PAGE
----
and expertise of African policy. He then thanked the USIP team for organising the lecture and hopes
that the Nelson Mandela Lecture will go on to take place on an annual basis.
 

C5 Accelerate hosts 150 leaders in impact investing, social entrepreneurship and peacebuilding at Washington D.C.

Participants in Venture Peacebuilding Symposium to meet C5’s Peacetech Accelerator entrepreneurs

Washington D.C. 23rd January, 2018 – C5, the specialist technology investment group with offices in Washington, London, Munich, Luxembourg and Bahrain, has partnered with the IPSI Institute and Creative Learning to host Venture Peacebuilding Symposium participants in Washington D.C.

In partnership with the PeaceTech Lab, Amazon Web Services and SAP NS2, C5 has established the world’s first Peacetech Accelerator in Washington D.C. to scale startups on the cloud to solve problems relating to peace, stability and security worldwide. The participants of the Venture Peacebuilding Symposium are gathering in the afternoon of 23rd January to discuss how innovation can improve efforts to create a more peaceful and sustainable society. Symposium attendees will meet with more than 17 peace ventures, including Accelerator alumni and current cohort companies, comprising entrepreneurs from all over the globe. These entrepreneurs are working in a wide range of spheres to improve the lives of civilians in conflict and danger zones, develop lasting solutions to build peace, and to effect a demonstrable social impact in communities and among refugees.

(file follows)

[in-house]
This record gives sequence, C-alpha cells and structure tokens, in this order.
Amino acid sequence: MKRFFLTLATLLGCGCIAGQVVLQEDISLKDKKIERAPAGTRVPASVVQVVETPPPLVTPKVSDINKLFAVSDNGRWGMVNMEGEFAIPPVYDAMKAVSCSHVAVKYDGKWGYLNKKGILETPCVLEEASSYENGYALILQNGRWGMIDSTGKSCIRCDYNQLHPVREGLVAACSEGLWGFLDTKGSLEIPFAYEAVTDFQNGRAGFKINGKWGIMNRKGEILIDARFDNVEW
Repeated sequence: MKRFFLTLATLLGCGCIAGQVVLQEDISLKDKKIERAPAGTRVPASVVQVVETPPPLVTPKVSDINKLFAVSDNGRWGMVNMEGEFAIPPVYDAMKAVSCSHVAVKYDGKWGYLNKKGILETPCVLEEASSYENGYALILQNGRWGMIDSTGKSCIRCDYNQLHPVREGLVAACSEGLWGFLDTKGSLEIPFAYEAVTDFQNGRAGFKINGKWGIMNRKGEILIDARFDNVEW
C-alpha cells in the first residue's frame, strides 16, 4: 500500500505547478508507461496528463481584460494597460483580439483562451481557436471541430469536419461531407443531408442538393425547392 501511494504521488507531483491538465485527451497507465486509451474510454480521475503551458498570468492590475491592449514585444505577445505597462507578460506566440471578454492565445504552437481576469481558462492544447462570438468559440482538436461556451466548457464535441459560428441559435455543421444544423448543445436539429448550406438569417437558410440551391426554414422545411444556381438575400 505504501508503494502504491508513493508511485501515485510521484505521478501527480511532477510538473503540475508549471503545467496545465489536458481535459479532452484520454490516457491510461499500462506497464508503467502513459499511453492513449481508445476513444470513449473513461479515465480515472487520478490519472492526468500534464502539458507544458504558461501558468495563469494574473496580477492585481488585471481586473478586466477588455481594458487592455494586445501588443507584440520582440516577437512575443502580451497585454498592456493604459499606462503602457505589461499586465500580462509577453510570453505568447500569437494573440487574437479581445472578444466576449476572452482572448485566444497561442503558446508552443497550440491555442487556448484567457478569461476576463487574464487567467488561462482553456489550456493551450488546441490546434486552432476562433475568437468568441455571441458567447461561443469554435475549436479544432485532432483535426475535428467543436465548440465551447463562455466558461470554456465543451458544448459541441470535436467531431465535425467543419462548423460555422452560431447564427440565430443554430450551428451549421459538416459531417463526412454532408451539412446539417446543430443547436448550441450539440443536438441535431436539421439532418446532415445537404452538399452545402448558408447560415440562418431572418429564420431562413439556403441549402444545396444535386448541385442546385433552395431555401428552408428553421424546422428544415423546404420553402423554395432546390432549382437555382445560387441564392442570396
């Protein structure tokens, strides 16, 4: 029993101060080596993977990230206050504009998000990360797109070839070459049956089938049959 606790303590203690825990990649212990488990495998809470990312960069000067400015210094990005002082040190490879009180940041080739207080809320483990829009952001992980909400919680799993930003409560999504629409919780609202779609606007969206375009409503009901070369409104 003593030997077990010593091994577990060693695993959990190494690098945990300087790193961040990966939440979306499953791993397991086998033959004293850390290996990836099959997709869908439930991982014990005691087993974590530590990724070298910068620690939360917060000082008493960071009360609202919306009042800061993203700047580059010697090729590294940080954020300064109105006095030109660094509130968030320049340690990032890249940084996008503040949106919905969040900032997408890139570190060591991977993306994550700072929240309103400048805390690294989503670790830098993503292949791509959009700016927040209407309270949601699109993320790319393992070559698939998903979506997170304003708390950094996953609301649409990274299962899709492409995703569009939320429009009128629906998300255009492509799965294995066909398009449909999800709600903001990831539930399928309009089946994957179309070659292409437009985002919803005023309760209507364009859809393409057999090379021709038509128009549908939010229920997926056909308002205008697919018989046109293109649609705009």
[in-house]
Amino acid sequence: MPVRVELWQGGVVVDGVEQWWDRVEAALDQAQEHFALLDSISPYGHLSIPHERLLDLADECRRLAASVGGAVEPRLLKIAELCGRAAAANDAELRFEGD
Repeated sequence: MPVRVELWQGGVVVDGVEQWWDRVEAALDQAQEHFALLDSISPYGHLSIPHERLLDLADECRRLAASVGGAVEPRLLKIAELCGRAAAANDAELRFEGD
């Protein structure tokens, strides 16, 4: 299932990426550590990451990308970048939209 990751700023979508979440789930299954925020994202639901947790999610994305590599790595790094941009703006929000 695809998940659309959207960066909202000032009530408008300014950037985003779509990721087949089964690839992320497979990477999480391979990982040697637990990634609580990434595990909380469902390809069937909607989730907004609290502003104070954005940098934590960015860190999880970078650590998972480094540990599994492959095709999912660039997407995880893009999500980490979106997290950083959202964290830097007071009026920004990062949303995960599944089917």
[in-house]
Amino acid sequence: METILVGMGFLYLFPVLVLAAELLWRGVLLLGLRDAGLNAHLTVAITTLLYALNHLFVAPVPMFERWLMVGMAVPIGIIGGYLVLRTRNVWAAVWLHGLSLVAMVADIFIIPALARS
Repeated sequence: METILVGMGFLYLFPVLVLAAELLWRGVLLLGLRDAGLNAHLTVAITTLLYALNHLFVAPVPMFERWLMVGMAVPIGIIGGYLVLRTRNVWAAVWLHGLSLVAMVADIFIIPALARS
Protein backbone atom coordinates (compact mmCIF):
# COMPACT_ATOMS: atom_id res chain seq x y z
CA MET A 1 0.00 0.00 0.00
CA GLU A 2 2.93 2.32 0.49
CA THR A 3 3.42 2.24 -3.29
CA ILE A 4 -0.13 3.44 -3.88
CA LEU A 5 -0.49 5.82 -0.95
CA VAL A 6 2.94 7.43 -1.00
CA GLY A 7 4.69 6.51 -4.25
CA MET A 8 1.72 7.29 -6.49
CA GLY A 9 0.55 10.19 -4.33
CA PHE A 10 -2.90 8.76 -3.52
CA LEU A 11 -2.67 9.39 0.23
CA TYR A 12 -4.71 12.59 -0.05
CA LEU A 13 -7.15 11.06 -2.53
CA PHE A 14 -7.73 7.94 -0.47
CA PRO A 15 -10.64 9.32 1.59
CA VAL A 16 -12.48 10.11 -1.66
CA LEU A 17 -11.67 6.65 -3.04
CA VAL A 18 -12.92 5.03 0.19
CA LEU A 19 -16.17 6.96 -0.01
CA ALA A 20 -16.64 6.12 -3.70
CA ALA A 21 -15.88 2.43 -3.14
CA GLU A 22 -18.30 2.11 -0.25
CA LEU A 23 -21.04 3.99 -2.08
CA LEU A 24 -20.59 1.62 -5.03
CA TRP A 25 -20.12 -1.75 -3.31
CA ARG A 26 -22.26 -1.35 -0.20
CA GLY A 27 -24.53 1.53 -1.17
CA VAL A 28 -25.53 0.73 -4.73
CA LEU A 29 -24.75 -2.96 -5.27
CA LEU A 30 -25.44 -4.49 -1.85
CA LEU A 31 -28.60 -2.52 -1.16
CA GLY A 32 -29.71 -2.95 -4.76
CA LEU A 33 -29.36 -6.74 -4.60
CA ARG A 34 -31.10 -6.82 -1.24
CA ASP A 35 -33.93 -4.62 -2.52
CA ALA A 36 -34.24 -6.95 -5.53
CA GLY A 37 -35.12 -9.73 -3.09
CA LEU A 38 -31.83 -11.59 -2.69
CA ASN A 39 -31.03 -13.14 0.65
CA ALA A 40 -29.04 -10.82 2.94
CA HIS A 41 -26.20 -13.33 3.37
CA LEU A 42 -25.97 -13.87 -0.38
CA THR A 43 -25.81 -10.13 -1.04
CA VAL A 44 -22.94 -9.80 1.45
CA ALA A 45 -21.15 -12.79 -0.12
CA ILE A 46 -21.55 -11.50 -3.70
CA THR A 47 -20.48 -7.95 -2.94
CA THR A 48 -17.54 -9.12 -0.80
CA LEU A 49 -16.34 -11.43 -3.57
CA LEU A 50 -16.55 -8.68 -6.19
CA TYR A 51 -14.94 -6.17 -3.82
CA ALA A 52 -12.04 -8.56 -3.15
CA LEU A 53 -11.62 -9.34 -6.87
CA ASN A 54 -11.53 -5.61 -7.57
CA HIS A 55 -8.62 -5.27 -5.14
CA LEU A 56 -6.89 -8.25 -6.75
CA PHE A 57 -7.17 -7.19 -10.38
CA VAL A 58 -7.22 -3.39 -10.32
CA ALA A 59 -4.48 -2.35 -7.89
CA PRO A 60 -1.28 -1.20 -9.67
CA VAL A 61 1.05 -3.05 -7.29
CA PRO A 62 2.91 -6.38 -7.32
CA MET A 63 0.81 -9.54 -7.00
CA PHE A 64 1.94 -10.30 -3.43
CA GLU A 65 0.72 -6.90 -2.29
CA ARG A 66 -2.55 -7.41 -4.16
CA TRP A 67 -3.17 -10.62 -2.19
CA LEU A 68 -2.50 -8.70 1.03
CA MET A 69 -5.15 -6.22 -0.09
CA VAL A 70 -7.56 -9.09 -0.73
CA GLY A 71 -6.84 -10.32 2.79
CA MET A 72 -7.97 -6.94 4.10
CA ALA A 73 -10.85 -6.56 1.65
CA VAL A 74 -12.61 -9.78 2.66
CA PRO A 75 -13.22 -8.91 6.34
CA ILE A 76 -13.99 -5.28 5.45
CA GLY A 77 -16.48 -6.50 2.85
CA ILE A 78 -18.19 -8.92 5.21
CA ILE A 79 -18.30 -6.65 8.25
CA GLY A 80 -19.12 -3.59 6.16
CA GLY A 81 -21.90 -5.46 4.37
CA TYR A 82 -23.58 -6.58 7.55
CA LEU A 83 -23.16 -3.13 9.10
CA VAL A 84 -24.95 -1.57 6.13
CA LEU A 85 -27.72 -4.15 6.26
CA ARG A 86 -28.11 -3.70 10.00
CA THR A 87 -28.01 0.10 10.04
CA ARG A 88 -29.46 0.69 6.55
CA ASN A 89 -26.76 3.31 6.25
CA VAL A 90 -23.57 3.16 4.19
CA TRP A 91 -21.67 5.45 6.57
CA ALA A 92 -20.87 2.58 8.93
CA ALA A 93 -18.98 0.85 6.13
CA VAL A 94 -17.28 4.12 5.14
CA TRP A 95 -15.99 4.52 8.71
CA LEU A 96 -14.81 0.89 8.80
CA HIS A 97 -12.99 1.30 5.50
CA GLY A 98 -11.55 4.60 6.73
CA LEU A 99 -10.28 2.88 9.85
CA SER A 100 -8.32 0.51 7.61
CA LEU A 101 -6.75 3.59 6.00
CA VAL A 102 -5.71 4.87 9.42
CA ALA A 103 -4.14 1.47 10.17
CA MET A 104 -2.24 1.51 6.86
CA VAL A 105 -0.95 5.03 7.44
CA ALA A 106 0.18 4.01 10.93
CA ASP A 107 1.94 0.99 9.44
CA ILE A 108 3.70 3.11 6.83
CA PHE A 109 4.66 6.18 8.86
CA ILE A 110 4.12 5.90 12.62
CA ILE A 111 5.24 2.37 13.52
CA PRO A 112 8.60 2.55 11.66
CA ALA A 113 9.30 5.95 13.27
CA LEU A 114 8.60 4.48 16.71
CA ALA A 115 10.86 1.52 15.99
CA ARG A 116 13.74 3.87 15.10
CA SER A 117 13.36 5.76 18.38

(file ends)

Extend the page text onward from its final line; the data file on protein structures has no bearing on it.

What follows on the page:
Andre Pienaar, Founder, C5 Capital, said, “Impact investors and venture capital investors are increasingly pooling their investment capital to drive and scale innovation in Peacetech. The power of the AWS cloud provides unprecedented opportunities to make a difference in communities. This event is the premier forum for a meeting of minds and C5 is delighted to host it.”